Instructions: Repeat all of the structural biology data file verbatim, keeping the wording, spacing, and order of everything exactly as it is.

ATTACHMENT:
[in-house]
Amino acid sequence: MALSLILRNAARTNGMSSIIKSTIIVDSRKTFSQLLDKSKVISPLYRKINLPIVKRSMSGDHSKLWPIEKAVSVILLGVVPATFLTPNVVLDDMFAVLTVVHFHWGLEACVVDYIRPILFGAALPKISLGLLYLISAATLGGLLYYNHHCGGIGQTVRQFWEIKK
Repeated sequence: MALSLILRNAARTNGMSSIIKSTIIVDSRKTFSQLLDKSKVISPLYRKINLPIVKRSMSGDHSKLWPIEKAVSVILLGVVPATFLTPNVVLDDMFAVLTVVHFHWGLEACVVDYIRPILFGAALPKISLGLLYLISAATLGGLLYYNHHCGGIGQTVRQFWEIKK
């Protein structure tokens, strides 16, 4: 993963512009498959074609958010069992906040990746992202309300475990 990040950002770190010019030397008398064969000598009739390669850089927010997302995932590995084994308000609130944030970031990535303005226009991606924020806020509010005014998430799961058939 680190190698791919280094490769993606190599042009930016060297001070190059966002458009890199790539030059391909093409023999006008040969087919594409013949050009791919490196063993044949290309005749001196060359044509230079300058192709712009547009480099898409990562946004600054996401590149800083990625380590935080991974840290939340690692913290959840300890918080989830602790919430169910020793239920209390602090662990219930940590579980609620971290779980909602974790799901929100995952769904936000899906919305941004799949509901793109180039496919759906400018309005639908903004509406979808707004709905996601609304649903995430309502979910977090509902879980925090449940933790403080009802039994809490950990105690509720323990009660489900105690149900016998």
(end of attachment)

[in-house]
Amino acid sequence: MALSLILRNAARTNGMSSIIKSTIIVDSRKTFSQLLDKSKVISPLYRKINLPIVKRSMSGDHSKLWPIEKAVSVILLGVVPATFLTPNVVLDDMFAVLTVVHFHWGLEACVVDYIRPILFGAALPKISLGLLYLISAATLGGLLYYNHHCGGIGQTVRQFWEIKK
Repeated sequence: MALSLILRNAARTNGMSSIIKSTIIVDSRKTFSQLLDKSKVISPLYRKINLPIVKRSMSGDHSKLWPIEKAVSVILLGVVPATFLTPNVVLDDMFAVLTVVHFHWGLEACVVDYIRPILFGAALPKISLGLLYLISAATLGGLLYYNHHCGGIGQTVRQFWEIKK
């Protein structure tokens, strides 16, 4: 993963512009498959074609958010069992906040990746992202309300475990 990040950002770190010019030397008398064969000598009739390669850089927010997302995932590995084994308000609130944030970031990535303005226009991606924020806020509010005014998430799961058939 680190190698791919280094490769993606190599042009930016060297001070190059966002458009890199790539030059391909093409023999006008040969087919594409013949050009791919490196063993044949290309005749001196060359044509230079300058192709712009547009480099898409990562946004600054996401590149800083990625380590935080991974840290939340690692913290959840300890918080989830602790919430169910020793239920209390602090662990219930940590579980609620971290779980909602974790799901929100995952769904936000899906919305941004799949509901793109180039496919759906400018309005639908903004509406979808707004709905996601609304649903995430309502979910977090509902879980925090449940933790403080009802039994809490950990105690509720323990009660489900105690149900016998």